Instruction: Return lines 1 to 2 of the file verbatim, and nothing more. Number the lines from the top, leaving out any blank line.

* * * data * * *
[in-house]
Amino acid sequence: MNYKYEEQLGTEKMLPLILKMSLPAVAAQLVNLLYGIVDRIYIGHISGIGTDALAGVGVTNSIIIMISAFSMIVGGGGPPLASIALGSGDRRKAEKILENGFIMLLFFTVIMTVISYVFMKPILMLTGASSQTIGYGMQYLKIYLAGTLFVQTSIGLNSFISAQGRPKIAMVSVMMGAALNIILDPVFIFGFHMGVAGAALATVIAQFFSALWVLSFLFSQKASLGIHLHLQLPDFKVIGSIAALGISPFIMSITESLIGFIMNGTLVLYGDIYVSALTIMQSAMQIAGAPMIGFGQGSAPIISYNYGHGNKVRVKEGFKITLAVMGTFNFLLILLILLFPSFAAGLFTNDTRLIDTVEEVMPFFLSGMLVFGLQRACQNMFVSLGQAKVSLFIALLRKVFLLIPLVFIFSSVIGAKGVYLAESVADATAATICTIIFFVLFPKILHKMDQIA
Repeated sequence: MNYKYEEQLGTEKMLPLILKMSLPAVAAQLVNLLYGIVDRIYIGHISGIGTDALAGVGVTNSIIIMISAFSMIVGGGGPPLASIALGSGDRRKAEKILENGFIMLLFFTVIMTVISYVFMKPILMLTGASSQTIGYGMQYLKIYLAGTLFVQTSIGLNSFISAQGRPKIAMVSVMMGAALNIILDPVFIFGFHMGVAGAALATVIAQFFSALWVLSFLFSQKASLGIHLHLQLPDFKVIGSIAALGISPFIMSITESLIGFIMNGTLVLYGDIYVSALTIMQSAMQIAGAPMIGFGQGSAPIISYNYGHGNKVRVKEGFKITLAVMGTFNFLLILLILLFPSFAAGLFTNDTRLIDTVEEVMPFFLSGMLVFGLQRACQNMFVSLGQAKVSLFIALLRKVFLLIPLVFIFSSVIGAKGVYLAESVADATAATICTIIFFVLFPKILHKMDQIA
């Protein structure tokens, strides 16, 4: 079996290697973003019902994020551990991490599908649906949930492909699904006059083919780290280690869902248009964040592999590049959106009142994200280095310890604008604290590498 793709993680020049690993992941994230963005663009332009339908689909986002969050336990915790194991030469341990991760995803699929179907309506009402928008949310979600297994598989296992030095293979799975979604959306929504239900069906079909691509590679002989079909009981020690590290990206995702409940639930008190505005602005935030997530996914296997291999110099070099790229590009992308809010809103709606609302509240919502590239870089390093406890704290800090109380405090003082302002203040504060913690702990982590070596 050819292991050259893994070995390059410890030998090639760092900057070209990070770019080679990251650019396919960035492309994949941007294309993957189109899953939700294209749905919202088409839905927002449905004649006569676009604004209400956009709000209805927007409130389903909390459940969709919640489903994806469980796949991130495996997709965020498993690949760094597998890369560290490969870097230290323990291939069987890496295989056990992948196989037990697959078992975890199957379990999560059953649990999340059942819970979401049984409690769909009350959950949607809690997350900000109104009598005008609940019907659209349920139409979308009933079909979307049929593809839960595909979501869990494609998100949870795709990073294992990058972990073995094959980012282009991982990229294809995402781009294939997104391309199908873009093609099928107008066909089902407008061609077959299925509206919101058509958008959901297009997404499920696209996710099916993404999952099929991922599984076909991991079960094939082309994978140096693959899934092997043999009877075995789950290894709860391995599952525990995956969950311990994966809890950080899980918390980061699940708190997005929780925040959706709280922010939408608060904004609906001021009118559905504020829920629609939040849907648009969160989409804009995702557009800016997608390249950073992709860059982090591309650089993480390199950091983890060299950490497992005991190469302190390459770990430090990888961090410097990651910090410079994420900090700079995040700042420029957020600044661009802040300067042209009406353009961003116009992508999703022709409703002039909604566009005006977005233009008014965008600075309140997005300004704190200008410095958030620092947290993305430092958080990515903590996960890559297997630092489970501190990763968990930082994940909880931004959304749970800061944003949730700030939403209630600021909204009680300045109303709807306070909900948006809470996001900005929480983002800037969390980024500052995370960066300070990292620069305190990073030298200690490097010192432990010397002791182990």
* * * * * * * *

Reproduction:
[in-house]
Amino acid sequence: MNYKYEEQLGTEKMLPLILKMSLPAVAAQLVNLLYGIVDRIYIGHISGIGTDALAGVGVTNSIIIMISAFSMIVGGGGPPLASIALGSGDRRKAEKILENGFIMLLFFTVIMTVISYVFMKPILMLTGASSQTIGYGMQYLKIYLAGTLFVQTSIGLNSFISAQGRPKIAMVSVMMGAALNIILDPVFIFGFHMGVAGAALATVIAQFFSALWVLSFLFSQKASLGIHLHLQLPDFKVIGSIAALGISPFIMSITESLIGFIMNGTLVLYGDIYVSALTIMQSAMQIAGAPMIGFGQGSAPIISYNYGHGNKVRVKEGFKITLAVMGTFNFLLILLILLFPSFAAGLFTNDTRLIDTVEEVMPFFLSGMLVFGLQRACQNMFVSLGQAKVSLFIALLRKVFLLIPLVFIFSSVIGAKGVYLAESVADATAATICTIIFFVLFPKILHKMDQIA